Citrus canker reimbursement proposed in House budget
Still waiting for compensation for the removal of citrus trees on your property? After nearly two decades, it may be coming.
The House released its proposed 2019-2020 fiscal year budget on Tuesday, which includes $18 million for Lee County residents who had trees removed from their property by the Florida Department of Agriculture and Consumer Services due to citrus canker, a disease that causes lesions on the leaves, stems and fruit of citrus trees, including oranges, grapefruit and lime.
There is no guarantee these appropriations will come to fruition, as this is just a budget proposal. The House will work with the Senate and their budget to come to an agreement for state spending for the fiscal year, which begins July 1.
“This is long overdue,” said 77th District Rep. Dane Eagle. “I’m pleased the House has put it forward. (Now we) have to negotiate with the Senate.”
The fight for restitution has been a long one, spanning nearly two decades and across five counties as the FDACS removed hundreds of thousands of infected and uninfected trees under the Citrus Canker Eradication Program from 2000-2006.
In Lee County, 33,957 healthy, uninfected trees were removed from nearly 12,000 properties during that time frame, as any citrus tree within 1,900-foot arc of an infected one was considered already contaminated and was cut.
Citrus canker spreads via wind and rain, making it possible for the bacteria to travel to new, susceptible hosts and becomes unrelenting when an area is contaminated. It leaves lesions on fruit, causing them to drop prematurely. It is not unsafe for a human to consume a fruit with this disease, though they are unsightly.
“Any time the government puts citizens at a loss, they should get something back,” Eagle said.
A group of Lee County homeowners sued the FDACS in 2003 to recover full compensation for loss of healthy trees. The class-action lawsuit has navigated the judicial channels for over a decade with nothing to show except $100 Walmart gift cards (to only the garden center) and $55 checks for each additional tree.
A victory was thought to be had in 2014, as a Lee County jury decided that those affected should be awarded $285.25 per-tree, for all 33,957 removed less deductions to those who received gift cards and checks.
The FDACS appealed and no payments were made.
“The state committed a cardinal sin,” said Bobby Gilbert, lead council for the Lee County homeowners, as well as for the four other counties involved. “When government destroys private property for a government purpose, they are owed full compensation.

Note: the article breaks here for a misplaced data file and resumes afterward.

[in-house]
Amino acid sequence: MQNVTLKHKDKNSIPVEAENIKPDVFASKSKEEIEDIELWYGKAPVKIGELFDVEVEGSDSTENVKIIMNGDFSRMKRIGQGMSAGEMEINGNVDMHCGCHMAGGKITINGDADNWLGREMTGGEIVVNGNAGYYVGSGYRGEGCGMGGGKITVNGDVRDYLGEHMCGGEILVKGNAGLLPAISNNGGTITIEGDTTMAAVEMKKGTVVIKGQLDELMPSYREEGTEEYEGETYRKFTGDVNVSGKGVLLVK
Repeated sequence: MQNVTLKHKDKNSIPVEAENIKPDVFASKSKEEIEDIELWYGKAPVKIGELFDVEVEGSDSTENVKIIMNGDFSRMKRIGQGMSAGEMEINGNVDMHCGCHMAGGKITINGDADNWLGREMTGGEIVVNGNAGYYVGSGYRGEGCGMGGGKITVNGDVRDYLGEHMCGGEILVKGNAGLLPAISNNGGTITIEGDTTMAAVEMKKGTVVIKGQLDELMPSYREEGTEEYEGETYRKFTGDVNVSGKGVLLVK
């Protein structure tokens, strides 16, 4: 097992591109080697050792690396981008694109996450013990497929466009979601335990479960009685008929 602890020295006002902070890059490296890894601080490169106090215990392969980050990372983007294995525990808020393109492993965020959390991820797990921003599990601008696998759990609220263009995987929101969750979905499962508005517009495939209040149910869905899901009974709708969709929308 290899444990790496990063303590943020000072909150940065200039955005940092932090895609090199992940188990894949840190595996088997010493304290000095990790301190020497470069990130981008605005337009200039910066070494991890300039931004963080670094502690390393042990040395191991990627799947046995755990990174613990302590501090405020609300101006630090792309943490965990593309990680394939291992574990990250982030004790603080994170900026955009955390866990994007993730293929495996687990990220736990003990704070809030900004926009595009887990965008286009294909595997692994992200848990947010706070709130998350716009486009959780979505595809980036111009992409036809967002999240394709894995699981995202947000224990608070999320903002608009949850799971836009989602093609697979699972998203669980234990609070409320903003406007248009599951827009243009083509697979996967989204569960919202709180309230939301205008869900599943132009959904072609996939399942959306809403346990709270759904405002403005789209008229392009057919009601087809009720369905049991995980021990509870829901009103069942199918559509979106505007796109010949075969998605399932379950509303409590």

“They’re going to have to pay one way or another, and if not, the (U.S. & state) Constitution is not worth the paper it’s written on.”
In 2016, the Second District Court of Appeals upheld the 2014 decision to have the FDACS pay up, but they refused.
“Judge (Keith R.) Kyle declared the statue (that the FDACS claimed they were protected by) unconstitutional as it applies to the case. The Department of Agriculture was ordered to pay the bill,” said Gilbert.
The FDACS argued that it didn’t have to pay because they removed the trees which were a “nuisance,” Gilbert said.
Fast-forward to 2017. The Lee Homeowners and their legal representation petitioned the 2017 Legislature for an appropriation for the 2014 ruling. The Legislature agreed and cut out $16,475,800 to pay the compensation judgement and two other fee judgments to Class Counsel until then-governor Rick Scott vetoed the appropriation.
In 2018, the Lee Homeowners petitioned the Legislature to appropriate funds. They did not, though they did appropriate funds for all judgements in Broward and Palm Beach County cases.
The case is set to be heard by the Second District Court in mid-May, unless the funds are appropriated by the State Legislature.
Gilbert said he feels confident the court will uphold Judge Kyle’s decision, though expects the FDACS to appeal to the Supreme Court if so.
Along with Lee, Miami-Dade and Orange County are still waiting for reimbursement as well.
Good news might be on the way for them as well, as a total of $58.1 million total has been tendered in the proposed budget for citrus canker payments.
“People should be compensated,” Eagle said. “We’ve pushed for this time and time again. We still have to make sure it’s in the final budget. But I’m happy to see it’s there.”
“Twelve thousand people (in Lee County) have been waiting for over a decade. I want to get them their money,” Gilbert said.
The citrus industry is one of the largest in Florida, as it is a major, major part of the state’s economy.
Eagle said the Legislature is doing all it can to make sure Florida’s state symbol will be here for years to come.
Though things like canker, hurricanes and “greening” – the latest threat to citrus trees – are making things difficult to produce in the state that grows the majority of citrus fruit in the country.
Also in the House budget is $6,627,569 for citrus health response and $8 million for citrus research.
“We’re doing our best for the citrus industry. Citrus and agriculture are very important to our state and economy,” said Eagle. “The fact that we have this industry – whose shortfalls are of no fault of their own – needs science and funding to continue to help it thrive. The future is strong if we continue to address these issues.”
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